fter mounting evidence that Russia has been behind various cyber attacks against the United States aimed at influencing the U.S. political system, it appears that Russia is now testing the limits of the current norm-based international regime that have thus far kept global cyberwar unrealized.

Cyberwar is the new Cold War—and this time it will be waged not only between two actors, but rather multiple of warring participants.

Across the world, cyber security is considered as a major global issue. Together, the difficulty of applying international law to this domain and the overall lawlessness of cyberspace has been a topic of debate from analysts and states alike. Yet, we have not seen any major cyber conflicts. The agreement about cyber security between China and the US from last year decreased the number and severity of well-documented cyber attacks by the now infamous Chinese hackers, and the conflict in Ukraine has been described as the cyber war that never was. Unfortunately, this does not mean it has been eliminated, and recent Russia-US cyber tensions show why.

Russia’s approach to cyberwar

Russia’s use of cyberwarfare is perhaps better described by using the term “information warfare,” which itself was coined and is used by Moscow to speak about cyber attacks. The major attack on the Ukrainian electricity network that left some 80 000 people without electricity last December was not a sophisticated act, but rather was enabled by weak Ukrainian security standards and Russian exploitation of information regarding how those standards functioned. Russian cyber activities are kept focused on information, in line with its terminology for cyber-related attacks.

Russia’s approach to cyberwar goes hand in hand with the intensive Russian information propaganda across Eastern Europe. It is based on the influence and seizure of sensitive information, the manipulation of public opinion, and the undermining of government authorities. In Ukraine, Russian cyber activities do not have direct military objectives, but are strategically supportive and exploitative. This approach directly exploits the nature of the current norm-based international regime.

Ineffective cyber norms

The current international regime is built on the assumption that cyber attacks cannot legally trigger a physical response. This is chiefly based on the problem of attribution for cyber attacks, where it is often nearly impossible to identify a particular computer as the source of an attack, let alone the person behind that computer. However, another issue is key here—the concept of a kinetic or lethal attack.

There is no doubt that cyberwar attacks can have devastating kinetic effects, especially in the context of the automation of much of our industrial processes or the proliferation of the Internet of Things into our lives. Regardless, states have thus far respected the lethality threshold.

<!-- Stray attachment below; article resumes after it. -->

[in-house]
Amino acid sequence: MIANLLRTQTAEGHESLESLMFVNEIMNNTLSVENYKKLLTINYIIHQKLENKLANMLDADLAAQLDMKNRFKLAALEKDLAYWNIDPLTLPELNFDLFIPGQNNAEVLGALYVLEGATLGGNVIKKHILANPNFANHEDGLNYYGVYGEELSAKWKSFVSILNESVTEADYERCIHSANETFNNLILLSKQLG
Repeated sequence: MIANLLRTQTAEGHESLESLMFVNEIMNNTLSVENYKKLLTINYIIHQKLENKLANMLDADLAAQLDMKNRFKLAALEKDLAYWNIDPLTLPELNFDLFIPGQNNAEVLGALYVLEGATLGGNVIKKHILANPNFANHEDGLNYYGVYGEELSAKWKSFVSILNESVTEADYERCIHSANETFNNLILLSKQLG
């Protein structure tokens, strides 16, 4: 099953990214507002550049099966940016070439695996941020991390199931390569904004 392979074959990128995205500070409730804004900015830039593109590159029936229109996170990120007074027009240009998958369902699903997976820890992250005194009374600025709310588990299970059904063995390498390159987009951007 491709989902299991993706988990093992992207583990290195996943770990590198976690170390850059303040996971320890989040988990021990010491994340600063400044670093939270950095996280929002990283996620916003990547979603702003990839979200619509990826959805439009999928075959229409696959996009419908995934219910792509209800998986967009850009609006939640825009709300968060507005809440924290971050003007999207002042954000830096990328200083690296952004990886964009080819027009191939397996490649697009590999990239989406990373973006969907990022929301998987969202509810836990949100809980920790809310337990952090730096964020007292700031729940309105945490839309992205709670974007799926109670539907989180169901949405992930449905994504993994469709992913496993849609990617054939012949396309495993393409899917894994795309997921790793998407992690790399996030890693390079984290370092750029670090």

During the Cold War, a nuclear exchange was a constant threat that avoided a direct global conflict thanks to the model of “mutually assured destruction.” The pure destructive capacities on the both sides made a nuclear exchange a zero-win situation. At present, cyberspace currently works on a similar norm, ensuring states constrain their cyber operations to some extent.

However, it is a fragile, undefined, and tacit norm. Cyberspace is an environment where offensive capabilities are always ahead of the defensive ones. Furthermore, cybersecurity vulnerabilities are so extensive and ever-evolving that it is hard to image that countries like China, Russia, and the United States are not already capable of launching relatively simple attacks with major destabilizing impacts. It only takes two to three days of power outages for unimaginable economic, social, and military-related consequences to be inflicted. An example of this looming risk can be seen in the fact that Iran has already hacked into a small dam in New York.

Today’s risk of cyberwar

Such attacks could be used in the event that an outright conflict breaks out, but the major issue that needs grappling with today is the perilously thin line that exists between lethal cyberwar attacks and regular cyber operations. Even more so, non-lethal cyber attacks can still impose severe political impacts and threaten national security interests, making the international norm regime seem even more ill-equipped.

The recent hacks of the New York Times and Democratic National Committee databases by alleged Russian hackers linked to the Kremlin shows clear attempts of Russia to affect the political democratic process in the United States. In reaction, President Obama has highlighted the wide array of cyber offensive and defensive capabilities the US possesses in an attempt to deter any further attacks.

With that in mind, it appears far less likely that Russia and the United States will go on a similar cooperative path as Beijing and Washington did. Russia’s informational warfare will continue to test how far non-lethal cyber operations can go, continuing the risk for a cyber attack exchange between Moscow and Washington into the foreseeable future.

By Petr Bohacek, Global Risk Insights

Petr Bohacek is a Political and Security Risk Analyst for Latin America at Riskline, a travel risk management company